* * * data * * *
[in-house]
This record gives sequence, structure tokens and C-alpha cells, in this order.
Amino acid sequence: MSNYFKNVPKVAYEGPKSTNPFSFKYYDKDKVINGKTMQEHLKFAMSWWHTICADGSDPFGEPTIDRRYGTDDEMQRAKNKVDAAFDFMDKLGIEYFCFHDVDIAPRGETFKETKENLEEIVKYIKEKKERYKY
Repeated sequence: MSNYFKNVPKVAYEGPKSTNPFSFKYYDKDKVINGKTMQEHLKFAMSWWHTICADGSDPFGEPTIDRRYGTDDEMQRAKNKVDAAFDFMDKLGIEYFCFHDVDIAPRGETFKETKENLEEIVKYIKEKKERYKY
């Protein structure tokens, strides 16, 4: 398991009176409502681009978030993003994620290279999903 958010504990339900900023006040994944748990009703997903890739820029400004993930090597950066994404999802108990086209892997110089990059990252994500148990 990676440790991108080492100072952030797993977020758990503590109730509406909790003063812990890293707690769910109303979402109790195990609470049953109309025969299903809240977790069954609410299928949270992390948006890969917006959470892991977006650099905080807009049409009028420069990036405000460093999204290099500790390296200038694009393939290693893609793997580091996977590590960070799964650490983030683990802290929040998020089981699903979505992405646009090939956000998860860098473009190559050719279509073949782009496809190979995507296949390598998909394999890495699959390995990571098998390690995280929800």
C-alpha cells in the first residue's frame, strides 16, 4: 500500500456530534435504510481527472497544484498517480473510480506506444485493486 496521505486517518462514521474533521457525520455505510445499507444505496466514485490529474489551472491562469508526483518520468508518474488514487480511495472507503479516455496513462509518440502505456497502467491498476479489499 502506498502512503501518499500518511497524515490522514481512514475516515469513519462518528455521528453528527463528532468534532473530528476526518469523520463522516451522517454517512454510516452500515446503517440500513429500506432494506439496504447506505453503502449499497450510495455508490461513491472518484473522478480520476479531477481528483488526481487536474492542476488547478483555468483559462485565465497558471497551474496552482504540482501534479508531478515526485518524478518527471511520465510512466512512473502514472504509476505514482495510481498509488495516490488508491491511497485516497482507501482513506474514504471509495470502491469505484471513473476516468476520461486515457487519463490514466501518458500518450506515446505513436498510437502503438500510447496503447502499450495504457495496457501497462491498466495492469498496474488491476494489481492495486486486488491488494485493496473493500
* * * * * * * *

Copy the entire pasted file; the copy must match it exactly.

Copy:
[in-house]
This record gives sequence, structure tokens and C-alpha cells, in this order.
Amino acid sequence: MSNYFKNVPKVAYEGPKSTNPFSFKYYDKDKVINGKTMQEHLKFAMSWWHTICADGSDPFGEPTIDRRYGTDDEMQRAKNKVDAAFDFMDKLGIEYFCFHDVDIAPRGETFKETKENLEEIVKYIKEKKERYKY
Repeated sequence: MSNYFKNVPKVAYEGPKSTNPFSFKYYDKDKVINGKTMQEHLKFAMSWWHTICADGSDPFGEPTIDRRYGTDDEMQRAKNKVDAAFDFMDKLGIEYFCFHDVDIAPRGETFKETKENLEEIVKYIKEKKERYKY
């Protein structure tokens, strides 16, 4: 398991009176409502681009978030993003994620290279999903 958010504990339900900023006040994944748990009703997903890739820029400004993930090597950066994404999802108990086209892997110089990059990252994500148990 990676440790991108080492100072952030797993977020758990503590109730509406909790003063812990890293707690769910109303979402109790195990609470049953109309025969299903809240977790069954609410299928949270992390948006890969917006959470892991977006650099905080807009049409009028420069990036405000460093999204290099500790390296200038694009393939290693893609793997580091996977590590960070799964650490983030683990802290929040998020089981699903979505992405646009090939956000998860860098473009190559050719279509073949782009496809190979995507296949390598998909394999890495699959390995990571098998390690995280929800």
C-alpha cells in the first residue's frame, strides 16, 4: 500500500456530534435504510481527472497544484498517480473510480506506444485493486 496521505486517518462514521474533521457525520455505510445499507444505496466514485490529474489551472491562469508526483518520468508518474488514487480511495472507503479516455496513462509518440502505456497502467491498476479489499 502506498502512503501518499500518511497524515490522514481512514475516515469513519462518528455521528453528527463528532468534532473530528476526518469523520463522516451522517454517512454510516452500515446503517440500513429500506432494506439496504447506505453503502449499497450510495455508490461513491472518484473522478480520476479531477481528483488526481487536474492542476488547478483555468483559462485565465497558471497551474496552482504540482501534479508531478515526485518524478518527471511520465510512466512512473502514472504509476505514482495510481498509488495516490488508491491511497485516497482507501482513506474514504471509495470502491469505484471513473476516468476520461486515457487519463490514466501518458500518450506515446505513436498510437502503438500510447496503447502499450495504457495496457501497462491498466495492469498496474488491476494489481492495486486486488491488494485493496473493500